Conventional electric power steering (EPS) uses a controlled motor to assist the driver with steering tasks. The motor is directly geared to the steering shaft and adds torque such that the torque feedback to the driver through the hand wheel is as desired. If such a steering system was used to steer the road wheels somewhat differently from that commanded by the driver, the motor would necessarily have to jerk the hand wheel from the driver’s hands.
In this thesis, it is proposed to use a differential in the steering system such that a steering motor can add or subtract from the driver command without affecting driver input. Such a setup has the advantage of allowing seamless additive active steering as well as allowing autonomous operation where the steering motor does all the steering.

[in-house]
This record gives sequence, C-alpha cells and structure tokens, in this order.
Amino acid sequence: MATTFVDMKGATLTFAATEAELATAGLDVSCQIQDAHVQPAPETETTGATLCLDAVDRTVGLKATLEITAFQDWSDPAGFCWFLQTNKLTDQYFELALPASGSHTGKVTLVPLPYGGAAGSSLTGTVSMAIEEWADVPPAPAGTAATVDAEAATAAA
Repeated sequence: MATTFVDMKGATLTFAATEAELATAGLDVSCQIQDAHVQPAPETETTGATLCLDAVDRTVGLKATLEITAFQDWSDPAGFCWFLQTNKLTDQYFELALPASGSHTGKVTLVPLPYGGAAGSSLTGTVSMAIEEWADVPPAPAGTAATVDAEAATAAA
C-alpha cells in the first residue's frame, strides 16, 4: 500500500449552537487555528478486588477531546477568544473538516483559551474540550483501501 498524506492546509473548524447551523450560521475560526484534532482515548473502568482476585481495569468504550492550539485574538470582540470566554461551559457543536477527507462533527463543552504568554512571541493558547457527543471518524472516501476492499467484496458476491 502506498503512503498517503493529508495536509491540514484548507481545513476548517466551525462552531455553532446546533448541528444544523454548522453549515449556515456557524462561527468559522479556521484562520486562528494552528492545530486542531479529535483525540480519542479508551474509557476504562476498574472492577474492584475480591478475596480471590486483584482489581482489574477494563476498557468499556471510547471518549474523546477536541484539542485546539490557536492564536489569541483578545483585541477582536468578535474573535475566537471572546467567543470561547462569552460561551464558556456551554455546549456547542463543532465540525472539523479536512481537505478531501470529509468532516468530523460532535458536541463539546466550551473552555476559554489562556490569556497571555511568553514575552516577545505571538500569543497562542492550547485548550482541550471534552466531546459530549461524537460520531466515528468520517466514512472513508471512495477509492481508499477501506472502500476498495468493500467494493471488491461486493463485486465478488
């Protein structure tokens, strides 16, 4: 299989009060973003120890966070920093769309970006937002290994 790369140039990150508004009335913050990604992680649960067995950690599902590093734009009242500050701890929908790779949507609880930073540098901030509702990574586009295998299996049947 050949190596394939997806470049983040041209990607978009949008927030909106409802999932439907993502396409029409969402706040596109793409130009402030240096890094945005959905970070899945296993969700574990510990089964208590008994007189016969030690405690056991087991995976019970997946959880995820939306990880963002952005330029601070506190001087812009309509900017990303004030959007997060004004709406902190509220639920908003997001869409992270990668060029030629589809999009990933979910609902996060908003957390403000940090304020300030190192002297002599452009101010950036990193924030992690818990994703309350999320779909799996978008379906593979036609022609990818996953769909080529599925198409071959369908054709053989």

Such a system has the disadvantage of perhaps feeling peculiar to the driver. To remedy this, it is proposed to have a second motor geared directly to the steering shaft that is used only to improve the feel of the hand wheel.
The desired target is generated using a model reference approach and different controllers such as PID, H2 and Hinf are developed and compared with each other in different test scenarios.